US 280 Transit Corridor Study
RS&H conducted a transit corridor study for US 280 to develop an overall plan to improve mobility in the area for the short- and long-term. The more than 35-mile corridor travels through Jefferson and Shelby counties and has developed rapidly over the past 20 years. In some places, it is the most congested roadway in the entire Birmingham metropolitan planning area and state of Alabama.
The study examined a range of public transportation alternatives to improve travel along US 280, as well as options for expanding roadway capacity in some key locations, making the corridor more bicycle and pedestrian-friendly, and improving safety and access in the corridor. Project activities included an assessment of existing and future conditions, multiple public workshops, development and evaluation of transportation and land-use scenarios, and developing an integrated transportation and land-use plan.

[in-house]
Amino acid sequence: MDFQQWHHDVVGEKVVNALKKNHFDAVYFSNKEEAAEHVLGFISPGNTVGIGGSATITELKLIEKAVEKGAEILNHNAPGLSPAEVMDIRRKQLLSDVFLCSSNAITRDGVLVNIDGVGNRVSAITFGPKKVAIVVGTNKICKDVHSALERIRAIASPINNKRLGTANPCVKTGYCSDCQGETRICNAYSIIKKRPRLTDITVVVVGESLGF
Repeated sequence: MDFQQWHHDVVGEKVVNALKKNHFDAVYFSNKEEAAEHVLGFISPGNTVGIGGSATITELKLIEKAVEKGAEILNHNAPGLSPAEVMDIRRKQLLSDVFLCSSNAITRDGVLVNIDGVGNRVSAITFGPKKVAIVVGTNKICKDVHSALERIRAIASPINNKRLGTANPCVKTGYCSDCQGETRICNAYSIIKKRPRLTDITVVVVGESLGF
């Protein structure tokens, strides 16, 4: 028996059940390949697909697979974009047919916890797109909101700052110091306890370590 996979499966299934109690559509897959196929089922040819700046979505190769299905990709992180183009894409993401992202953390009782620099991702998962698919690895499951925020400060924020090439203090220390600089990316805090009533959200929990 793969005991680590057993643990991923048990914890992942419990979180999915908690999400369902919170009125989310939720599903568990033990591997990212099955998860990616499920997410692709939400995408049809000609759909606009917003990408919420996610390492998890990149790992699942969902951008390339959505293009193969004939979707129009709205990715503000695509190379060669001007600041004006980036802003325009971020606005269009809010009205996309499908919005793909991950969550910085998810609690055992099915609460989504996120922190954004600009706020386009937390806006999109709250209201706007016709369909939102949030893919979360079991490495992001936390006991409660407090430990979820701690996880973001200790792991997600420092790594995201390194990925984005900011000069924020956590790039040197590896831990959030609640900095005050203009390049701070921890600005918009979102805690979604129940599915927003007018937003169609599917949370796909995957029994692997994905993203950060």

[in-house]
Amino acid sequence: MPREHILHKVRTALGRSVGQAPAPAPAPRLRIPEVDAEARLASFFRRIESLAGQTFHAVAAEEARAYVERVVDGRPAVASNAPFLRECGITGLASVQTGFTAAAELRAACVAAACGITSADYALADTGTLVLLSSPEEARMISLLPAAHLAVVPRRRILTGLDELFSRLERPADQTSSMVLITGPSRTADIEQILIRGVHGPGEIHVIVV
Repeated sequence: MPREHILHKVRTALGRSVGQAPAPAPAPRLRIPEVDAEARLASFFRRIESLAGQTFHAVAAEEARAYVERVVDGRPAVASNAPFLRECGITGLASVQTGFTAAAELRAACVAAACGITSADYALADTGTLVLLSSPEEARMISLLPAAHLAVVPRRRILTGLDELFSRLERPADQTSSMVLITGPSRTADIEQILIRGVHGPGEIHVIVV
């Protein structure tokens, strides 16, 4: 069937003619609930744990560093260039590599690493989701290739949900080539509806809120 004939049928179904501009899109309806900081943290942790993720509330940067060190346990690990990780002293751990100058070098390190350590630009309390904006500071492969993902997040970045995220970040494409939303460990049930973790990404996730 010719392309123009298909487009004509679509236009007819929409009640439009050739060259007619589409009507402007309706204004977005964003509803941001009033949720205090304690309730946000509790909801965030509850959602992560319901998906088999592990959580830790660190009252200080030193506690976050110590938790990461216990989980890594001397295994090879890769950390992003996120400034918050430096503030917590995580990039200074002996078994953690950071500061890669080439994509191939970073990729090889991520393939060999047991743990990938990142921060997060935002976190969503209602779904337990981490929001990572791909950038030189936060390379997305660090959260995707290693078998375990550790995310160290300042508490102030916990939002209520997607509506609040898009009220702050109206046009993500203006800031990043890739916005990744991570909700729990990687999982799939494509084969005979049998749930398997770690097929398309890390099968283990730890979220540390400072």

The first phase of the study included an assessment of the existing conditions and related needs of the US 280 corridor. RS&H collected and analyzed transportation, land-use, development, environmental, and community data in the corridor. Using this information, the team developed a range of potential future transportation and land-use scenarios that will address future mobility needs. The options included enhancement of local bus service, premium bus service with queue jump lanes, premium bus service with two managed lanes in each direction, and bus rapid transit. All options were designed to connect to key locations in downtown Birmingham and the University of Alabama Birmingham areas. In addition, RS&H modeled and analyzed land-use alternatives as part of the study.
A Project Stakeholder Committee, with representatives from each local community, the two counties, the Alabama Department of Transportation, the Birmingham-Jefferson County Transit Authority, and other key stakeholders helped guide the project by providing input into the study’s findings and recommendations.
Transit & Rail
|Client||Regional Planning Commission of Greater Birmingham|